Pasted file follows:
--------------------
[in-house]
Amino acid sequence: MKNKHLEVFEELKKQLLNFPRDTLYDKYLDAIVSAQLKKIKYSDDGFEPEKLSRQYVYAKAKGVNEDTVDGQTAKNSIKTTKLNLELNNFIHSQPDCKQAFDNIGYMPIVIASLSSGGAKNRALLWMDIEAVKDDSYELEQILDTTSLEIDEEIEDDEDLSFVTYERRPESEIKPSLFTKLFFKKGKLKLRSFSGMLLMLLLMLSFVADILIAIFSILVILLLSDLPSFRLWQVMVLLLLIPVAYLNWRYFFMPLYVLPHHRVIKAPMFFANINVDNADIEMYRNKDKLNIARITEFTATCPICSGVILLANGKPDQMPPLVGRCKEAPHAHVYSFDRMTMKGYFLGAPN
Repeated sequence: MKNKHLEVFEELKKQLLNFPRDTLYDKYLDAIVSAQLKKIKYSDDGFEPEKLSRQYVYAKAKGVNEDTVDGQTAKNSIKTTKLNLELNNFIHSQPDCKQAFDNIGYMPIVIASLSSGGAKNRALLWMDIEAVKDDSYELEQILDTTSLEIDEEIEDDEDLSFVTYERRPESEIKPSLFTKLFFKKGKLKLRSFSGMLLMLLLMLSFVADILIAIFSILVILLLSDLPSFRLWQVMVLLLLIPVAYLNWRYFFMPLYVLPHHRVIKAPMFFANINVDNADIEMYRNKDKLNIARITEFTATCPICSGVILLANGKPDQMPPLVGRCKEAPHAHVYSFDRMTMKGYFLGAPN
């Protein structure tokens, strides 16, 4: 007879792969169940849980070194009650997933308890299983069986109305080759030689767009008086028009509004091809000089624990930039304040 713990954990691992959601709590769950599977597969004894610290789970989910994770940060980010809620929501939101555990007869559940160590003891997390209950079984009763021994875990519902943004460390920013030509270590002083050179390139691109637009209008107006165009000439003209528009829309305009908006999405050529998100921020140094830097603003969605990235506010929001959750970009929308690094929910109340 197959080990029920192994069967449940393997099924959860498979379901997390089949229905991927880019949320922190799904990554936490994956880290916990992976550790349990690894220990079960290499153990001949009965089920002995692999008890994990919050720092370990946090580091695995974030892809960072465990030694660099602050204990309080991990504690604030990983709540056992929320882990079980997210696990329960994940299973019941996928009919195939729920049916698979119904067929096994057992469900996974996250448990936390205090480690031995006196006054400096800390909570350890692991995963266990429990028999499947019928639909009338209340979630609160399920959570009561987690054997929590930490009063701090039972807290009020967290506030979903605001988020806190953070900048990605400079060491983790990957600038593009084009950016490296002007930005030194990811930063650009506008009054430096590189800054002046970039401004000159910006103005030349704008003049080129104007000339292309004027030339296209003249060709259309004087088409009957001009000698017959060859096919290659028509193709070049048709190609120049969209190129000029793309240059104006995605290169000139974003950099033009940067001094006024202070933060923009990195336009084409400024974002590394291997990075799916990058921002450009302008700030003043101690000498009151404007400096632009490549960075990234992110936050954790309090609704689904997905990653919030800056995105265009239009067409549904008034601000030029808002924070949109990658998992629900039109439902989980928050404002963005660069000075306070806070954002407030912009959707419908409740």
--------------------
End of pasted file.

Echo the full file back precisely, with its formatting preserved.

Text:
[in-house]
Amino acid sequence: MKNKHLEVFEELKKQLLNFPRDTLYDKYLDAIVSAQLKKIKYSDDGFEPEKLSRQYVYAKAKGVNEDTVDGQTAKNSIKTTKLNLELNNFIHSQPDCKQAFDNIGYMPIVIASLSSGGAKNRALLWMDIEAVKDDSYELEQILDTTSLEIDEEIEDDEDLSFVTYERRPESEIKPSLFTKLFFKKGKLKLRSFSGMLLMLLLMLSFVADILIAIFSILVILLLSDLPSFRLWQVMVLLLLIPVAYLNWRYFFMPLYVLPHHRVIKAPMFFANINVDNADIEMYRNKDKLNIARITEFTATCPICSGVILLANGKPDQMPPLVGRCKEAPHAHVYSFDRMTMKGYFLGAPN
Repeated sequence: MKNKHLEVFEELKKQLLNFPRDTLYDKYLDAIVSAQLKKIKYSDDGFEPEKLSRQYVYAKAKGVNEDTVDGQTAKNSIKTTKLNLELNNFIHSQPDCKQAFDNIGYMPIVIASLSSGGAKNRALLWMDIEAVKDDSYELEQILDTTSLEIDEEIEDDEDLSFVTYERRPESEIKPSLFTKLFFKKGKLKLRSFSGMLLMLLLMLSFVADILIAIFSILVILLLSDLPSFRLWQVMVLLLLIPVAYLNWRYFFMPLYVLPHHRVIKAPMFFANINVDNADIEMYRNKDKLNIARITEFTATCPICSGVILLANGKPDQMPPLVGRCKEAPHAHVYSFDRMTMKGYFLGAPN
């Protein structure tokens, strides 16, 4: 007879792969169940849980070194009650997933308890299983069986109305080759030689767009008086028009509004091809000089624990930039304040 713990954990691992959601709590769950599977597969004894610290789970989910994770940060980010809620929501939101555990007869559940160590003891997390209950079984009763021994875990519902943004460390920013030509270590002083050179390139691109637009209008107006165009000439003209528009829309305009908006999405050529998100921020140094830097603003969605990235506010929001959750970009929308690094929910109340 197959080990029920192994069967449940393997099924959860498979379901997390089949229905991927880019949320922190799904990554936490994956880290916990992976550790349990690894220990079960290499153990001949009965089920002995692999008890994990919050720092370990946090580091695995974030892809960072465990030694660099602050204990309080991990504690604030990983709540056992929320882990079980997210696990329960994940299973019941996928009919195939729920049916698979119904067929096994057992469900996974996250448990936390205090480690031995006196006054400096800390909570350890692991995963266990429990028999499947019928639909009338209340979630609160399920959570009561987690054997929590930490009063701090039972807290009020967290506030979903605001988020806190953070900048990605400079060491983790990957600038593009084009950016490296002007930005030194990811930063650009506008009054430096590189800054002046970039401004000159910006103005030349704008003049080129104007000339292309004027030339296209003249060709259309004087088409009957001009000698017959060859096919290659028509193709070049048709190609120049969209190129000029793309240059104006995605290169000139974003950099033009940067001094006024202070933060923009990195336009084409400024974002590394291997990075799916990058921002450009302008700030003043101690000498009151404007400096632009490549960075990234992110936050954790309090609704689904997905990653919030800056995105265009239009067409549904008034601000030029808002924070949109990658998992629900039109439902989980928050404002963005660069000075306070806070954002407030912009959707419908409740």